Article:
Also, look for uses of shadow IT by employees. These are cloud applications that are being used for work but did not go through approval. Management may not even be aware of them. Remove this security risk by either closing the accounts or officially approving them. 

Customer-Facing Technology

Don’t forget to look at the customer experience of your technology infrastructure. Go through your website and contact process as a customer would. 

If you get frustrated by things like site navigation, then your customers and leads may be too. Include optimizations to your customer-facing technology in your new year plans.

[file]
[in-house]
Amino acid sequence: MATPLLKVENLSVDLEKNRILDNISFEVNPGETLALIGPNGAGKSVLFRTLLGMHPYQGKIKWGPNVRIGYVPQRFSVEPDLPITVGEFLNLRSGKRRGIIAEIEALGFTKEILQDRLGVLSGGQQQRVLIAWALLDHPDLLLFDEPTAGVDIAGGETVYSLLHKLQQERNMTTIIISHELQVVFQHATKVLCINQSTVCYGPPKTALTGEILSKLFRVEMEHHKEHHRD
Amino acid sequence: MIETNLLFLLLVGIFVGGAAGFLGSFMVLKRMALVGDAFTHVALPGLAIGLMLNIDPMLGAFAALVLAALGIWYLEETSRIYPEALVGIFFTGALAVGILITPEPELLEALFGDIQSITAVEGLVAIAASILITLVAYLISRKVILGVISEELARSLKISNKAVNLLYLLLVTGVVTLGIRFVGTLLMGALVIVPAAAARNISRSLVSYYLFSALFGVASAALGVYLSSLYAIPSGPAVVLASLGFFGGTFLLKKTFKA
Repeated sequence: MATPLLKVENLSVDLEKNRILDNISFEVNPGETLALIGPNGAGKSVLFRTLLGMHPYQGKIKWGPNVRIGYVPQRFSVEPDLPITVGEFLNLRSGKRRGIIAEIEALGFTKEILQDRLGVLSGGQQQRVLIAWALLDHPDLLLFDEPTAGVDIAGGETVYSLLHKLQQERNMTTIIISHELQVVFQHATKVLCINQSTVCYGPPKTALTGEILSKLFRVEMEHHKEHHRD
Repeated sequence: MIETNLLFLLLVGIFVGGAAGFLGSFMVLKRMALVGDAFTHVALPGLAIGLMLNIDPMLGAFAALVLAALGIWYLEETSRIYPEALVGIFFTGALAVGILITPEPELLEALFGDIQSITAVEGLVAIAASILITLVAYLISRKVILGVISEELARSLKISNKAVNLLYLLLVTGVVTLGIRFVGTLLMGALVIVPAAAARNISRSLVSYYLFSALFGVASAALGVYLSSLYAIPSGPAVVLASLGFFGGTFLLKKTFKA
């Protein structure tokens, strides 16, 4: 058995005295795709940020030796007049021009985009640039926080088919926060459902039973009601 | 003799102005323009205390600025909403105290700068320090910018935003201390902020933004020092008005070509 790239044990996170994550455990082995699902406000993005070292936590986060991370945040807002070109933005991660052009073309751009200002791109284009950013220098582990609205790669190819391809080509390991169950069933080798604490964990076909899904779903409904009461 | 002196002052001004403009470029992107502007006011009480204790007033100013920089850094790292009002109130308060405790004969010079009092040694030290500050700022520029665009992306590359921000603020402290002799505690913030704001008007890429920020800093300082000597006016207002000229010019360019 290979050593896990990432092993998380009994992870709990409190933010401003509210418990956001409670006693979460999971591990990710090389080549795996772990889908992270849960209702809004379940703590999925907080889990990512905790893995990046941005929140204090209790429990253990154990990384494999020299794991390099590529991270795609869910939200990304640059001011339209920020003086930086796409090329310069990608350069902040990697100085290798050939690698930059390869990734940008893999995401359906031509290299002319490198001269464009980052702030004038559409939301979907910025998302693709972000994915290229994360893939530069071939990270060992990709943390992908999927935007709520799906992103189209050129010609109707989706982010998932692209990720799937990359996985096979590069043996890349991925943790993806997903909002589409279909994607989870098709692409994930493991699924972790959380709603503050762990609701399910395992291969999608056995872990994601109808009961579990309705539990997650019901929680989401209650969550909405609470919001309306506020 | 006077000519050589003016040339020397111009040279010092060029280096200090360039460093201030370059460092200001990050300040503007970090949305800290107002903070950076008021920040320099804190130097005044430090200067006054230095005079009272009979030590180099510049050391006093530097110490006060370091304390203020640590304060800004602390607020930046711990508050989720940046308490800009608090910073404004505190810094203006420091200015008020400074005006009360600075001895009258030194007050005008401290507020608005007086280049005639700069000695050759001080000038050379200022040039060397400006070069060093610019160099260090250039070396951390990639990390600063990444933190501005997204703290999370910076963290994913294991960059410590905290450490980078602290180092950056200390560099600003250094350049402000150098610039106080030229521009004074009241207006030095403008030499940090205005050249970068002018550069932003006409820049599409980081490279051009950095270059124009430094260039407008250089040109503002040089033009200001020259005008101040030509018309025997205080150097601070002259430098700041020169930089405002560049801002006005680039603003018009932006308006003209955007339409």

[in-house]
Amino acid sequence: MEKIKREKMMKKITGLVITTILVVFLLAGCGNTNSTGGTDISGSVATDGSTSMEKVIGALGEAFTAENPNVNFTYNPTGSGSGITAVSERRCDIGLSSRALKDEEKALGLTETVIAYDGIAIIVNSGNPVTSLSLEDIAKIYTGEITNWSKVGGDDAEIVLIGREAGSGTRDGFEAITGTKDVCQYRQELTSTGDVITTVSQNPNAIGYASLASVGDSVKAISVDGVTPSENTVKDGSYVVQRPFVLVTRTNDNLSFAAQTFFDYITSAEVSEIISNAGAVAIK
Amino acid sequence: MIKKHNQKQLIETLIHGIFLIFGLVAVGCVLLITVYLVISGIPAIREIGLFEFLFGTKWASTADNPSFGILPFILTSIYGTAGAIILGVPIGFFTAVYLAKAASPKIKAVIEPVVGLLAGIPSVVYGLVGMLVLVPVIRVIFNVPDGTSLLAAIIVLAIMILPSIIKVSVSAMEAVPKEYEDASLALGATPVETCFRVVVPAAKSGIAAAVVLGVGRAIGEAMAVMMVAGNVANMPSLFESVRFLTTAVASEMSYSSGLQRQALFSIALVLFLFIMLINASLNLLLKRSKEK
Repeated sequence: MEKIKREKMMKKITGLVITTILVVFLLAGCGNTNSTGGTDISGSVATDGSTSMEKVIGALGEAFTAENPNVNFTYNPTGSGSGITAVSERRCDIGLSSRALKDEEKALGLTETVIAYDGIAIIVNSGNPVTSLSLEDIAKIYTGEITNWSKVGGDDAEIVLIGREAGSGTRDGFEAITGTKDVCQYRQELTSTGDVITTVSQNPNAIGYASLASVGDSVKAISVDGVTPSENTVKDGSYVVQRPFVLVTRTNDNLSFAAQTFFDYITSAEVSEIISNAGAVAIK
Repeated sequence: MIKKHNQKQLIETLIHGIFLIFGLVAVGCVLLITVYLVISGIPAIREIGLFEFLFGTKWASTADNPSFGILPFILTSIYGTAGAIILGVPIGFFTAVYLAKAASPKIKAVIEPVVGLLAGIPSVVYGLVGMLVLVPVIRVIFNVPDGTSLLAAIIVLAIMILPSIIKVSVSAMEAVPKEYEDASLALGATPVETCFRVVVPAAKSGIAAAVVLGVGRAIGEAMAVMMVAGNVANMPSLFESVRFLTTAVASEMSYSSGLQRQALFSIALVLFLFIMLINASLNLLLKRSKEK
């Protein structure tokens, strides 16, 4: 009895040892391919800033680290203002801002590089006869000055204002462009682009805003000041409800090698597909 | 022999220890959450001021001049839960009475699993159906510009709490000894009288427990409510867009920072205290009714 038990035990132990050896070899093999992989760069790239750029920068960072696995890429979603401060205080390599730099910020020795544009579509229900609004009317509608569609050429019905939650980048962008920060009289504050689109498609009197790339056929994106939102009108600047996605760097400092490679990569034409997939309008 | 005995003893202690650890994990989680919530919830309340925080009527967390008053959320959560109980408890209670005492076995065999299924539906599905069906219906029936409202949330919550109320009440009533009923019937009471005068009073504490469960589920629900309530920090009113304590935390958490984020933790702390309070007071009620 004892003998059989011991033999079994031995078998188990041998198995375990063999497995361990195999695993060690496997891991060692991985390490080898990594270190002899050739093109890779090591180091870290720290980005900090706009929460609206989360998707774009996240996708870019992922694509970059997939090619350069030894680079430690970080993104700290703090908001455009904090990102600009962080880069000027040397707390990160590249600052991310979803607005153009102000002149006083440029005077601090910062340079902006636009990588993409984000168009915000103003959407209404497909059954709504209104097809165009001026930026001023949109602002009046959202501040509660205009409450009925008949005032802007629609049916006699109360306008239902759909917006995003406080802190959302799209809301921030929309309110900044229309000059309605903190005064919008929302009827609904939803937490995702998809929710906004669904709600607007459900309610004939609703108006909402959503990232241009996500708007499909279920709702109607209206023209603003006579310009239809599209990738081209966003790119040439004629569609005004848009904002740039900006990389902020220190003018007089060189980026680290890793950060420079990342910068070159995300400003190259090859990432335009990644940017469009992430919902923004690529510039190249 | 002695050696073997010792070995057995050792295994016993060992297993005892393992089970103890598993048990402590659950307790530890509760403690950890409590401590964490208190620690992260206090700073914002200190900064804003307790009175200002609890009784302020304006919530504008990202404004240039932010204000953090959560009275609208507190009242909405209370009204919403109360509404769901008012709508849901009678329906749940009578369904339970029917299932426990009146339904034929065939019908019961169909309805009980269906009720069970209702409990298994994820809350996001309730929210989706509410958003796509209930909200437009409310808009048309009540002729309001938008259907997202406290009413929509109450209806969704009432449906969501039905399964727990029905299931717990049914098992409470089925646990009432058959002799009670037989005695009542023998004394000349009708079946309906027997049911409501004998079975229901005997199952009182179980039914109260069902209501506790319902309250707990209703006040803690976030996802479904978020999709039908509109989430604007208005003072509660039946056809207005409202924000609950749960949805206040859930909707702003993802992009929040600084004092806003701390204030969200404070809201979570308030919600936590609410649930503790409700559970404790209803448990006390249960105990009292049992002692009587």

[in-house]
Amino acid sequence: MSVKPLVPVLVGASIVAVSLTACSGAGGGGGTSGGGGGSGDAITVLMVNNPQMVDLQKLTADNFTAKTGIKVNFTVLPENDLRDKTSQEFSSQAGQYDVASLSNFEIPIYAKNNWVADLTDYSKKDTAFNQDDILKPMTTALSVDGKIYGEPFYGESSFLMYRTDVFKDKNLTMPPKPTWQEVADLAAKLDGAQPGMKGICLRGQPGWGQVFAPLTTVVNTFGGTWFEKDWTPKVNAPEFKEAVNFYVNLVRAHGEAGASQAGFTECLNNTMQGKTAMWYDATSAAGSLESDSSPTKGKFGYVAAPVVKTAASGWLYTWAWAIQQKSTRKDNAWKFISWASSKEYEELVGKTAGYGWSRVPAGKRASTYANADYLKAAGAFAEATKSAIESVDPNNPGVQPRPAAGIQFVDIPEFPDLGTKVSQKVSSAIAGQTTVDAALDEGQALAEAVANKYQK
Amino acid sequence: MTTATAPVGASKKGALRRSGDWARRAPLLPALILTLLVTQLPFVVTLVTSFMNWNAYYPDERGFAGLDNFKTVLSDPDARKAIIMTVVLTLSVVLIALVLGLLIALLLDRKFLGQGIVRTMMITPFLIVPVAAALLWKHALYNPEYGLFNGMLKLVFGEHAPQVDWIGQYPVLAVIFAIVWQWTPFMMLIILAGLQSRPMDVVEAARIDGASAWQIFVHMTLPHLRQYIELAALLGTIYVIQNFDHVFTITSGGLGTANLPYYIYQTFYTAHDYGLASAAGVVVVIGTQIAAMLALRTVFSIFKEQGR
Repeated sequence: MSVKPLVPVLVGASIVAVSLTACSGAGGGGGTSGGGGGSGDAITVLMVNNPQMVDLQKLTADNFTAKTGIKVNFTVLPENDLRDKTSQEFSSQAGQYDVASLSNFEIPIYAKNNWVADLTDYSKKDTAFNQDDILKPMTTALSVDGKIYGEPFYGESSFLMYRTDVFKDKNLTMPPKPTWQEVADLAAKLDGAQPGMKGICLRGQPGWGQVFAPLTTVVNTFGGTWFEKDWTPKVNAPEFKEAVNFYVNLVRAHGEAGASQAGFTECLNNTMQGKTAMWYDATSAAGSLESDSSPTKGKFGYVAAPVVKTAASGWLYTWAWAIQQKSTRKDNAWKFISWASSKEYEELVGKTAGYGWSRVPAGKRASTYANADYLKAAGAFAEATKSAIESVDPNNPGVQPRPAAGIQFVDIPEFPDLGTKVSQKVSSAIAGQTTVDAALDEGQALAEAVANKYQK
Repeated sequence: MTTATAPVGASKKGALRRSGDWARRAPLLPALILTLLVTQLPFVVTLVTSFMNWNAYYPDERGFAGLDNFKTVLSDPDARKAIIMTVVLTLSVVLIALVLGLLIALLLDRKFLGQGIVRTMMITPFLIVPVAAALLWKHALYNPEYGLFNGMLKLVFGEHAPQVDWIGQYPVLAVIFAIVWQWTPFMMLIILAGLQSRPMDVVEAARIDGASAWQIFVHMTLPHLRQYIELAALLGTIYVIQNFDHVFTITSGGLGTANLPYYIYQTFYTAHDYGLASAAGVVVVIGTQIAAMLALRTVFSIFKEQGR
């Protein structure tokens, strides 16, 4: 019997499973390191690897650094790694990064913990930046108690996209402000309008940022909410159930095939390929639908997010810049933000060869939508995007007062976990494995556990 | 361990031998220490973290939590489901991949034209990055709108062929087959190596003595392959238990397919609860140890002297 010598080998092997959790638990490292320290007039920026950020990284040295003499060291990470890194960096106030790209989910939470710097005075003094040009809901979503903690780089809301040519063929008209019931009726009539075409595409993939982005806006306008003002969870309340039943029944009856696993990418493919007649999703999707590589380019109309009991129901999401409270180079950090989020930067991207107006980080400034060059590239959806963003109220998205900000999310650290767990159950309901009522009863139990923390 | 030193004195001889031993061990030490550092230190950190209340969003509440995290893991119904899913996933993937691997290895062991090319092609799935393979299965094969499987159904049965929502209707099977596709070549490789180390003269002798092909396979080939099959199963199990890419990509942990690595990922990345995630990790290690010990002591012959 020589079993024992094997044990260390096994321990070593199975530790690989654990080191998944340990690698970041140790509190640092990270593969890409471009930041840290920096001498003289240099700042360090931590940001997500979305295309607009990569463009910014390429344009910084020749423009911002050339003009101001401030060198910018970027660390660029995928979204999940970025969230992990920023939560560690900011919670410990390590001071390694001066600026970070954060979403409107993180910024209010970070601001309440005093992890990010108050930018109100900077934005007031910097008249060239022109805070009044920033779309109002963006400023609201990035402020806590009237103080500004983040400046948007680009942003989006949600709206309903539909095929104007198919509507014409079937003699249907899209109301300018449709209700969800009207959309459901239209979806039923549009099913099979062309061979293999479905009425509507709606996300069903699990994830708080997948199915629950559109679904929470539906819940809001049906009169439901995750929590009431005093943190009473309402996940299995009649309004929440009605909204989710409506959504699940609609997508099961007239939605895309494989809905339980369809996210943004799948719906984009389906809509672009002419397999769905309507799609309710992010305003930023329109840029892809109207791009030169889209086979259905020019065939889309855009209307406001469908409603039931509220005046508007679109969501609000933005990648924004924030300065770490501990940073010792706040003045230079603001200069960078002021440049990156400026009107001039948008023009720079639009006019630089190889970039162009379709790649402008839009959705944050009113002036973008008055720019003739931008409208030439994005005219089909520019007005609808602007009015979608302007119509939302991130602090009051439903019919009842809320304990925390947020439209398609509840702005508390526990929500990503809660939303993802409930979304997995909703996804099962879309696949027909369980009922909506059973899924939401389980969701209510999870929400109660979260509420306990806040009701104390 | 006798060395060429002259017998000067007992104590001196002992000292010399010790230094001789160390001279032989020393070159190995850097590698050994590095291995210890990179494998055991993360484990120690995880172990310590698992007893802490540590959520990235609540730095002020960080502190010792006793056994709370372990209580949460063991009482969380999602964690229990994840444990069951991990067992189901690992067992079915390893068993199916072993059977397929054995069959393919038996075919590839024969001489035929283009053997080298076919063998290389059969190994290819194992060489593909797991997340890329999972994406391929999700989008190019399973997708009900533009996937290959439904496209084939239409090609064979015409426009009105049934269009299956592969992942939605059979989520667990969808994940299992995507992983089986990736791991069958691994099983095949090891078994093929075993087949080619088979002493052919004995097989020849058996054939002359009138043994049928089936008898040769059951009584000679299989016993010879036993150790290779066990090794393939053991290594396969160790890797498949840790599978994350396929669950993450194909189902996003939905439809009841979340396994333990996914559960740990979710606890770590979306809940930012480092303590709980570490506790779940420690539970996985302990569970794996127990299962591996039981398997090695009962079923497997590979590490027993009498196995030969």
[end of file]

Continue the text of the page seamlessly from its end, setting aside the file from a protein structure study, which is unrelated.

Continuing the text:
Schedule a Technology & Security Assessment Today!

We can help you with a thorough review of your technology environment to give you a roadmap for tomorrow. Contact us today for a free consultation. 

 

Article used with permission from The Technology Press.  

Posted in IT

6 Discontinued Technology Tools You Should Not Be Using Any Longer

IT Updates

One constant about technology is that it changes rapidly. Tools that were once staples, like Internet Explorer and Adobe Flash, age out. New tools replace those that are obsolete.  Discontinued technology can leave computers and networks vulnerable to attacks. 

While older technology may still run fine on your systems that doesn’t mean that it’s okay to use. One of the biggest dangers of using outdated technology is that it can lead to a data breach.